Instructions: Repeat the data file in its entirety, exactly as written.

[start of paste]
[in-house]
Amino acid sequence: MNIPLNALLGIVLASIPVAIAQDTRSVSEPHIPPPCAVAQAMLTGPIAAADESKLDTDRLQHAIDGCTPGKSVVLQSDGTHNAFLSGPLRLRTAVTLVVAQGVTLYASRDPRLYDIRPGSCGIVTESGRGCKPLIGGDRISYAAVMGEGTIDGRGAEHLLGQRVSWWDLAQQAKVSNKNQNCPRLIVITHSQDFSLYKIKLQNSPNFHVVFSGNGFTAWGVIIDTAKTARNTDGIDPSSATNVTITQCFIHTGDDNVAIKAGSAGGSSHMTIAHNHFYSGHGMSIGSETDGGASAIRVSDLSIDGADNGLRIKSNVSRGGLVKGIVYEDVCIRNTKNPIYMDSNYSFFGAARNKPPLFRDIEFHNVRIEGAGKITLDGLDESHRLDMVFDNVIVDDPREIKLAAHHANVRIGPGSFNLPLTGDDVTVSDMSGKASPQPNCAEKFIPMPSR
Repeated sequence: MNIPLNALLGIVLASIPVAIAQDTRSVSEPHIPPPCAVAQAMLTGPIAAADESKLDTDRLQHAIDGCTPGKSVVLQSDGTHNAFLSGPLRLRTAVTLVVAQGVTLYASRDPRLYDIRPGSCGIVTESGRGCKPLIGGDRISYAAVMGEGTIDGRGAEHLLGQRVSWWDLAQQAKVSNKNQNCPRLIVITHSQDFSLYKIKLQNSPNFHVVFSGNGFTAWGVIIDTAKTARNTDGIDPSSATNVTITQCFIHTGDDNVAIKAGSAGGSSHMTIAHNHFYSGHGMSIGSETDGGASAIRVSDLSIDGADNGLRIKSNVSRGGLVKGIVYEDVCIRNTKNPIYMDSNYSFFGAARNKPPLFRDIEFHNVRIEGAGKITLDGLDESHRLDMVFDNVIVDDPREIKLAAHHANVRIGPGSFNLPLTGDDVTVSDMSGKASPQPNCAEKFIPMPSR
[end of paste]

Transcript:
[in-house]
Amino acid sequence: MNIPLNALLGIVLASIPVAIAQDTRSVSEPHIPPPCAVAQAMLTGPIAAADESKLDTDRLQHAIDGCTPGKSVVLQSDGTHNAFLSGPLRLRTAVTLVVAQGVTLYASRDPRLYDIRPGSCGIVTESGRGCKPLIGGDRISYAAVMGEGTIDGRGAEHLLGQRVSWWDLAQQAKVSNKNQNCPRLIVITHSQDFSLYKIKLQNSPNFHVVFSGNGFTAWGVIIDTAKTARNTDGIDPSSATNVTITQCFIHTGDDNVAIKAGSAGGSSHMTIAHNHFYSGHGMSIGSETDGGASAIRVSDLSIDGADNGLRIKSNVSRGGLVKGIVYEDVCIRNTKNPIYMDSNYSFFGAARNKPPLFRDIEFHNVRIEGAGKITLDGLDESHRLDMVFDNVIVDDPREIKLAAHHANVRIGPGSFNLPLTGDDVTVSDMSGKASPQPNCAEKFIPMPSR
Repeated sequence: MNIPLNALLGIVLASIPVAIAQDTRSVSEPHIPPPCAVAQAMLTGPIAAADESKLDTDRLQHAIDGCTPGKSVVLQSDGTHNAFLSGPLRLRTAVTLVVAQGVTLYASRDPRLYDIRPGSCGIVTESGRGCKPLIGGDRISYAAVMGEGTIDGRGAEHLLGQRVSWWDLAQQAKVSNKNQNCPRLIVITHSQDFSLYKIKLQNSPNFHVVFSGNGFTAWGVIIDTAKTARNTDGIDPSSATNVTITQCFIHTGDDNVAIKAGSAGGSSHMTIAHNHFYSGHGMSIGSETDGGASAIRVSDLSIDGADNGLRIKSNVSRGGLVKGIVYEDVCIRNTKNPIYMDSNYSFFGAARNKPPLFRDIEFHNVRIEGAGKITLDGLDESHRLDMVFDNVIVDDPREIKLAAHHANVRIGPGSFNLPLTGDDVTVSDMSGKASPQPNCAEKFIPMPSR